Racists on the Ballot: Hard-Right Radicals Run in 2006

In 1989, notorious white supremacist David Duke ran for a vacant seat in the Louisiana state legislature and won. Despite repeated efforts -- and winning more than 670, 000 votes, a majority of the state's white voters, in a 1991 gubernatorial bid -- Duke would fail to convert this electoral victory into higher office. But the former Klan leader remains convinced that the road to national power for those who share his views runs through local and state assemblies. At last year's European American Conference, a racist pow-wow Duke organizes annually, he implored audience members to enter politics -- and start small.

"State representative races can be won with modest budgets and small staffs, while affording the winner possible major media attention and the ability to file and promote legislation that can materially improve our people's plight," proclaimed Duke, citing personal experience.

"Most importantly, a state representative office is winnable for political novices and provides an excellent springboard for higher office."

This electoral strategy for building an extremist political movement in the U.S. was recently echoed by neo-Nazi John Ubele in an essay posted on the website of the Nationalist Coalition, a white nationalist group. In "The 2006 Elections: A Call to Action," Ubele expounds upon the positive uses of local campaigns, even failed ones, in helping lay the groundwork for a "national pro-White political party." These include heightened exposure for extremist ideas and organizational and management experience for activists.

One extremist who has gained both exposure and experience in 2006 is Larry Darby. As a candidate in a two-way Democratic primary race for attorney general of Alabama, Darby lived up to his recently earned reputation as an anti-Semite and Holocaust denier. While campaigning, Darby made headlines by stating the Holocaust did not occur, telling an Associated Press reporter that no more than 140,000 Jews died in Europe during World War II, most killed by typhus. His outspoken atheism -- and support for legalizing marijuana -- pushed Darby even further outside the conservative mainstream of Alabama politics.

Yet, despite his views, his (later abandoned) atheism, and his near total lack of resources, Darby managed to poll 44% of the vote -- more than 163,000 votes.

While some of the lessons of Darby's success are particular to the race -- Darby ran against a political unknown, was listed first on the ballot, and was at least a vaguely familiar name to many Alabamians -- one lesson from his race and those of David Duke applies across the country: Dark-horse candidates with extremist views and unsavory allies can make surprisingly strong runs for office and poison public discourse in the process.

What follows are snapshots of 2006 political races featuring candidates that have espoused extremist views or are allied with hate groups.

Ray McBerry (Georgia)
Office sought: Governor

As the far-right anti-establishment candidate in Georgia's Republican gubernatorial primary, Ray "States' Rights" McBerry urged voters to back his vision of a return to "the Bible and the Constitution." The 38-year-old president of Dixie Broadcasting and hate group leader positioned himself against both "the downtown Atlanta establishment" and "the federal leviathan in Washington," fusing strident anti-immigrant rhetoric with paeans to God and the Old South.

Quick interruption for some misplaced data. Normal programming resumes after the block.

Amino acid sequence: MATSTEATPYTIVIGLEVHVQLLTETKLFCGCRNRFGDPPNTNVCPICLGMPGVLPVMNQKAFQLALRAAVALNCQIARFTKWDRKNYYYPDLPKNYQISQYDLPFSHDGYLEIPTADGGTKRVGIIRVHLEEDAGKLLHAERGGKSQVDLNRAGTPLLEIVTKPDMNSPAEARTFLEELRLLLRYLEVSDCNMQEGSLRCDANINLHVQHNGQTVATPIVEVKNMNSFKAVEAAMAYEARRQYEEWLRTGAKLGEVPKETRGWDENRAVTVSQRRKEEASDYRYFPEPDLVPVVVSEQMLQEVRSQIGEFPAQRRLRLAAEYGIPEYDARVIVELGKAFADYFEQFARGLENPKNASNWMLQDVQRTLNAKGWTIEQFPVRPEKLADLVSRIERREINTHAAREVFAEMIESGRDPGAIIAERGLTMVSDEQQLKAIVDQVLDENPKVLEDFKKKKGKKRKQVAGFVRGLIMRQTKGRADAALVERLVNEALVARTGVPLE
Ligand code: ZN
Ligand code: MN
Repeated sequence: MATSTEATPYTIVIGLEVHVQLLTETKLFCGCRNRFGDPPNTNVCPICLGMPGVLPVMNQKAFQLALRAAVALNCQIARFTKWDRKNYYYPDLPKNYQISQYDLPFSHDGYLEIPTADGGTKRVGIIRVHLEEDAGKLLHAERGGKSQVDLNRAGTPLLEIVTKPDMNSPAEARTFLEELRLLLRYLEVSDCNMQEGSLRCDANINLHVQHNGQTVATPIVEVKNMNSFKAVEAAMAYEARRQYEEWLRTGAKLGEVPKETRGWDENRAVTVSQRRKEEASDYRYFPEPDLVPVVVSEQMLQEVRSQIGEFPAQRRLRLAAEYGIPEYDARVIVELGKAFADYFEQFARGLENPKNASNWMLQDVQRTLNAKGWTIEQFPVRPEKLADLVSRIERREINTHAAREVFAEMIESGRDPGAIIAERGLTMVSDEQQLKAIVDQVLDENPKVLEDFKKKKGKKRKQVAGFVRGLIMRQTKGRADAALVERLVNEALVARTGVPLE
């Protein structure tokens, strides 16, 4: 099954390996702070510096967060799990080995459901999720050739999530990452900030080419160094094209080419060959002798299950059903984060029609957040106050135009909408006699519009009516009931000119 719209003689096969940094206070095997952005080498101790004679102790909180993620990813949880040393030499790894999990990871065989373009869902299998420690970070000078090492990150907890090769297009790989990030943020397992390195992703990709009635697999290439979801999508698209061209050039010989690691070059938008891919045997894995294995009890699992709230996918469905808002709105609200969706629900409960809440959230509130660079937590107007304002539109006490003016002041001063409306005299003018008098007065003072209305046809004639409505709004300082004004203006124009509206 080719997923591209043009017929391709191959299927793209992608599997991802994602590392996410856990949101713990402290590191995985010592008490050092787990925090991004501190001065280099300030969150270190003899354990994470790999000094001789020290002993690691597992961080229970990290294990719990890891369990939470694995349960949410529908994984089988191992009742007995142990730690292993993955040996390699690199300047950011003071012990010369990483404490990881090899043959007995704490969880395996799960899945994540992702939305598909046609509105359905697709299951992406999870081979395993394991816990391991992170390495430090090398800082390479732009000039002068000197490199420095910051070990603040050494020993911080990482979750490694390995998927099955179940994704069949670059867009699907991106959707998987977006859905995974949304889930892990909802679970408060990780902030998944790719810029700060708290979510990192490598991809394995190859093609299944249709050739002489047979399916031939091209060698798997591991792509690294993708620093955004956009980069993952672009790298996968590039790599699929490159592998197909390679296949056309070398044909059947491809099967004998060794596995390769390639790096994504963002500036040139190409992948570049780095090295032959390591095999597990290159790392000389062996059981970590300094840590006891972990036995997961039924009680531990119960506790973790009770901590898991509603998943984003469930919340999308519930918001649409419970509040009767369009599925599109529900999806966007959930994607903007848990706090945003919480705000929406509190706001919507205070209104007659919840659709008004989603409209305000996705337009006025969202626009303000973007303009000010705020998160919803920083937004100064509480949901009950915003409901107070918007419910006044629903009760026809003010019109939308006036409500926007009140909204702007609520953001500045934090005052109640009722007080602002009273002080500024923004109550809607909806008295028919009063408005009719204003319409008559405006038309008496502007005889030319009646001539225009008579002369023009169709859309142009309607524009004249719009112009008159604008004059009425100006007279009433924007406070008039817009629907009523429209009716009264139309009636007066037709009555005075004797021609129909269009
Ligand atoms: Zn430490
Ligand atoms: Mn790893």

McBerry is chairman of the Georgia branch of the racist League of the South and has ties to the extremist Constitution Party, which includes many radicals who seek to impose Old Testament law on the United States. He is also tied to the neo-Confederate Southern Party of Georgia. If elected, he promised to hold a state referendum on the return of the Georgia state flag of 1956, which included a small representation of the Confederate battle flag and was adopted as a symbolic protest against early civil rights advances such as the 1954 Brown v. Board of Education Supreme Court decision to desegregate schools.

The longest plank on McBerry's platform was his plan to end illegal immigration, which he called a threat to Georgia's "way of life". He promised to secure state borders using "all ... resources at our disposal" and to apprehend undocumented immigrants residing in the state, which already has some of the toughest anti-immigration legislation in the country. To accomplish this purge, McBerry cryptically called for the use of "numerous state departments ... not currently involved." Once rounded up, McBerry wanted to bill Washington for expenses accrued holding the prisoners "until they are removed from Georgia." In May, McBerry spoke at an anti-immigration rally in Montgomery, Ala., in which participants waved baseball bats and shouted anti-Mexican slurs.

On July 18, McBerry lost his primary bid to incumbent Gov. Sonny Perdue, taking 11.6% of the total, or 48,444 votes.

Shawn Stuart (Montana)
Office sought: State House of Representatives

How does a Republican candidate for the Montana House of Representatives get his own party to disown him and back the Democrat, even before a Democrat has been nominated? Ask Shawn Stuart. The 24-year-old Iraq veteran from Butte neglected to mention his involvement in the neo-Nazi National Socialist Movement during his interview with local Republican leaders. When reports of Stuart's extremist activities surfaced in the March 25 issue of the Montana Standard, it was too late for his affiliation to be changed; he and the state Republican Party were stuck with each other. On April 10, the Montana GOP announced it would back the Democratic candidate in District 76, which contains around 3,000 registered voters.

Chuck Butler, a state Republican spokesman, told the Missoula News that had the party known about Stuart's extremist ties, it would not have welcomed him.